It cost taxpayers $4.6 million dollars for a four-day visit to Jamaica in July by Dr Keith Rowley, the prime minister of Trinidad and Tobago.
The expenditure, which was released to
Rowley was in Jamaica from July 17-21 on an invitation from Prime Minister Andrew Holness as the relationship between the two Caribbean Community countries soured over the treatment of Jamaicans by Trinidadian immigration officials and a growing call by Jamaican businesses for boycotts over alleged unfair trade practices.
While here, Rowley, accompanied by a delegation including his wife, met with members of civil society and the private sector and participated in bilateral talks with government officials on issues such as security, air and sea transportation, energy, immigration, trade, as well as strengthening the Caribbean Community.
A breakdown of the cost of the visit showed that food and drink amounted to $1.4 million, most of which ($1.1 million) went to paying for dinner and the bar for a reception at Vale Royal.
It cost $870,000 for accommodation and about $1.6 million for “other goods and services”, which included buying phone cards for protocol staff, tents, fuel, and the washing of cars.
NO MAJOR CONCERN
Public affairs commentator Martin Henry has said that the cost should be of no major concern and citizens must expect to pay for visits involving heads of government, which, he argues, are part of the normal business of government.
“I am not at all distressed. Not by this case and by most of the others, which were raised in the Portia Simpson Miller administration. I’m all in favour of careful expenditure, avoidance of waste and corruption, but I am not joining the dollar chase,” Martin said, adding that “a visit is quite in order, especially given the stresses and strains” between Jamaica and Trinidad and Tobago over the years.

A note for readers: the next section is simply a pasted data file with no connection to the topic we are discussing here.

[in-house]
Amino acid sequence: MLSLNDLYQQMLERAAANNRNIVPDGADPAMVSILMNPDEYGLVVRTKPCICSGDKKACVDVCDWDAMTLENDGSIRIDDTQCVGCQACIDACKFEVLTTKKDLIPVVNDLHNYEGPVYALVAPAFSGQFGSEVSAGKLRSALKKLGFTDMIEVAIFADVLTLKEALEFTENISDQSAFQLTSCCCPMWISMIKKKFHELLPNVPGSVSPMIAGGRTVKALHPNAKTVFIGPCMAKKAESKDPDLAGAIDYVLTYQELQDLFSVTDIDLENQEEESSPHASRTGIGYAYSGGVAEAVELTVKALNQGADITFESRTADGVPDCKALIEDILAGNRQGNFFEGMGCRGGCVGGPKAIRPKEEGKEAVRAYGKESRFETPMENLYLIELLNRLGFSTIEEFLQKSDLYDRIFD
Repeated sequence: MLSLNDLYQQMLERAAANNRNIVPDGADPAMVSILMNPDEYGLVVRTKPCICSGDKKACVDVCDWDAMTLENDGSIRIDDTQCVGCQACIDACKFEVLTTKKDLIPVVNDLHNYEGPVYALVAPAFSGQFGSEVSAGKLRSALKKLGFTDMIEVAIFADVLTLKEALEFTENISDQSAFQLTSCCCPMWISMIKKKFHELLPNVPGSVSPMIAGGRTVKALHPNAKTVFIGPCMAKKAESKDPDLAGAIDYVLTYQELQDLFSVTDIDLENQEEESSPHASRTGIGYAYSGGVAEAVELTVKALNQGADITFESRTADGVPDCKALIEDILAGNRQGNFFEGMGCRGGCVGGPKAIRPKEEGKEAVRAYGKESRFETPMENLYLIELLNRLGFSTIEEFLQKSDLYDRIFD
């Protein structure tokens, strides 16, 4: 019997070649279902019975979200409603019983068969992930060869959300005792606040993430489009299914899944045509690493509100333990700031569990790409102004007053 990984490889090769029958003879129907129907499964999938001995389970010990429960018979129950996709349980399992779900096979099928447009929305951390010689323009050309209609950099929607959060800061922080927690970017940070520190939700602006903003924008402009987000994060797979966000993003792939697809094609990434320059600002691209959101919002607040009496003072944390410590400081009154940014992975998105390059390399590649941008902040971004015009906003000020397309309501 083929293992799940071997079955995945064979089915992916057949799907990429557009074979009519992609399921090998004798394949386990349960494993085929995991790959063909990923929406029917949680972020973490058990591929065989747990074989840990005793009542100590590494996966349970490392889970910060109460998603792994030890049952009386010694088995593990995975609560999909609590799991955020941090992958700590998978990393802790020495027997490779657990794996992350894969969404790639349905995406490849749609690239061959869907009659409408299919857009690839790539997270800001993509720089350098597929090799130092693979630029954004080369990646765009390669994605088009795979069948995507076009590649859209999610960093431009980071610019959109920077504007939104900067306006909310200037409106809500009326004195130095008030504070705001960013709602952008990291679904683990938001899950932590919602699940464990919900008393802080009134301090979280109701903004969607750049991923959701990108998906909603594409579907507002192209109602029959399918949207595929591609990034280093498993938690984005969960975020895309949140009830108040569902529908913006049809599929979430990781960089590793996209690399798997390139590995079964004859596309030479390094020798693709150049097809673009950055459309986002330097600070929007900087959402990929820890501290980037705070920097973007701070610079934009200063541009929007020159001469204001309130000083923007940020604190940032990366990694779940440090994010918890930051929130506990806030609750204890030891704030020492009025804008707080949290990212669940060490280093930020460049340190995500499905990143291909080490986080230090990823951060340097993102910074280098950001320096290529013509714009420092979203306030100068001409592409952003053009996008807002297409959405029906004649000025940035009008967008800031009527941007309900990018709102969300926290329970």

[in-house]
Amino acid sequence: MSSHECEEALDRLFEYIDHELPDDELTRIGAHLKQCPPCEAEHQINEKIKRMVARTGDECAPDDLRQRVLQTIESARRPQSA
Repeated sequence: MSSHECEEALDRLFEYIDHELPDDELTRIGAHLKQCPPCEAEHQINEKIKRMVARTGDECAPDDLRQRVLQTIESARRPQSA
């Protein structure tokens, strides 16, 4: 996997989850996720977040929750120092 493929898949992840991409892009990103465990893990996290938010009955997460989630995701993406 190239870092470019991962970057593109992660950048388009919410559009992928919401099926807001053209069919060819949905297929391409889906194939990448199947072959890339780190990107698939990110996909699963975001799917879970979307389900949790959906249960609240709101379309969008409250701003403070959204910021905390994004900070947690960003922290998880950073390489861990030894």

Dr Morais Guy, opposition spokesman on foreign affairs, said it is “‘probably too early” to say whether the cost of the trip was justified.
“I can’t say whether it was justified, but in terms of the cost, one cannot see any direct benefit for it immediately because that is not how one expects to gauge whether it was successful or not. It takes some time for these things to happen,” he told The Gleaner.
At a press briefing marking the end of the visit, Rowley said he came to avert a “‘trade war”, noting that “if we had not agreed to take the initiative to put to an end what was festering between our countries, the consequences could have been quite dire for our business communities and for our countries as a whole”.
Holness, meanwhile, noting that the relationship between Kingston and Port-of-Spain had been “reset”, said: “At the end of the day, there is greater clarity, greater understanding, and most importantly, restored friendship.”